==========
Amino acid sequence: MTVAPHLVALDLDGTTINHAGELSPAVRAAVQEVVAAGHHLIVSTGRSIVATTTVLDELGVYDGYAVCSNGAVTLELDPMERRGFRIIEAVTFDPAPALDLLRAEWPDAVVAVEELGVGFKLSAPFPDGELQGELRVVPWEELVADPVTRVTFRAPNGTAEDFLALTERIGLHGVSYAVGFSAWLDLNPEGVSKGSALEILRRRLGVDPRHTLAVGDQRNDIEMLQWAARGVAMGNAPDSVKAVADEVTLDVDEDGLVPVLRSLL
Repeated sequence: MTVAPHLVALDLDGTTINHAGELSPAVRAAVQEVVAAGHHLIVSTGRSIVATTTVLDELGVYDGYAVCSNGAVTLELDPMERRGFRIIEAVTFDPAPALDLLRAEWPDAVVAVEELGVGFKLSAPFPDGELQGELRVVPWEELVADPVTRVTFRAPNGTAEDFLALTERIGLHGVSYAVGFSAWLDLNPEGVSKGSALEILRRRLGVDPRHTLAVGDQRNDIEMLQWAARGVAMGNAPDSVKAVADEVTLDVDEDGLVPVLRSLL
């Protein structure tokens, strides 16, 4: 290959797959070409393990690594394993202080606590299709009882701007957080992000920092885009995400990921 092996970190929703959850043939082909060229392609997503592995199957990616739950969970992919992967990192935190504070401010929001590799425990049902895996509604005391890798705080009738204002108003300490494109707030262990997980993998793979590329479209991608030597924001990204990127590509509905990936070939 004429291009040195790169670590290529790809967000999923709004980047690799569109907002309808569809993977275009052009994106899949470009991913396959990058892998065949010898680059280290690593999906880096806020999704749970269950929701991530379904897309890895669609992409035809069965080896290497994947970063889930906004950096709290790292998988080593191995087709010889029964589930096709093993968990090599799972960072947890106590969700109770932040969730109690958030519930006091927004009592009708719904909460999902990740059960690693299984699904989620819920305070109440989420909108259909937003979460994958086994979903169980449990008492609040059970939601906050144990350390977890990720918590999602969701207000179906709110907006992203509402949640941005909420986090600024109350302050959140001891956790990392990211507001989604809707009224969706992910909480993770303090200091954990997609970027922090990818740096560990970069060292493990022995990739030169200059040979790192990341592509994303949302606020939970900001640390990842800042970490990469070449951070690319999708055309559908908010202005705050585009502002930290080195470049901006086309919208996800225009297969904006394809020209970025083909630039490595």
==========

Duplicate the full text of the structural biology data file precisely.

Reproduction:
Amino acid sequence: MTVAPHLVALDLDGTTINHAGELSPAVRAAVQEVVAAGHHLIVSTGRSIVATTTVLDELGVYDGYAVCSNGAVTLELDPMERRGFRIIEAVTFDPAPALDLLRAEWPDAVVAVEELGVGFKLSAPFPDGELQGELRVVPWEELVADPVTRVTFRAPNGTAEDFLALTERIGLHGVSYAVGFSAWLDLNPEGVSKGSALEILRRRLGVDPRHTLAVGDQRNDIEMLQWAARGVAMGNAPDSVKAVADEVTLDVDEDGLVPVLRSLL
Repeated sequence: MTVAPHLVALDLDGTTINHAGELSPAVRAAVQEVVAAGHHLIVSTGRSIVATTTVLDELGVYDGYAVCSNGAVTLELDPMERRGFRIIEAVTFDPAPALDLLRAEWPDAVVAVEELGVGFKLSAPFPDGELQGELRVVPWEELVADPVTRVTFRAPNGTAEDFLALTERIGLHGVSYAVGFSAWLDLNPEGVSKGSALEILRRRLGVDPRHTLAVGDQRNDIEMLQWAARGVAMGNAPDSVKAVADEVTLDVDEDGLVPVLRSLL
């Protein structure tokens, strides 16, 4: 290959797959070409393990690594394993202080606590299709009882701007957080992000920092885009995400990921 092996970190929703959850043939082909060229392609997503592995199957990616739950969970992919992967990192935190504070401010929001590799425990049902895996509604005391890798705080009738204002108003300490494109707030262990997980993998793979590329479209991608030597924001990204990127590509509905990936070939 004429291009040195790169670590290529790809967000999923709004980047690799569109907002309808569809993977275009052009994106899949470009991913396959990058892998065949010898680059280290690593999906880096806020999704749970269950929701991530379904897309890895669609992409035809069965080896290497994947970063889930906004950096709290790292998988080593191995087709010889029964589930096709093993968990090599799972960072947890106590969700109770932040969730109690958030519930006091927004009592009708719904909460999902990740059960690693299984699904989620819920305070109440989420909108259909937003979460994958086994979903169980449990008492609040059970939601906050144990350390977890990720918590999602969701207000179906709110907006992203509402949640941005909420986090600024109350302050959140001891956790990392990211507001989604809707009224969706992910909480993770303090200091954990997609970027922090990818740096560990970069060292493990022995990739030169200059040979790192990341592509994303949302606020939970900001640390990842800042970490990469070449951070690319999708055309559908908010202005705050585009502002930290080195470049901006086309919208996800225009297969904006394809020209970025083909630039490595």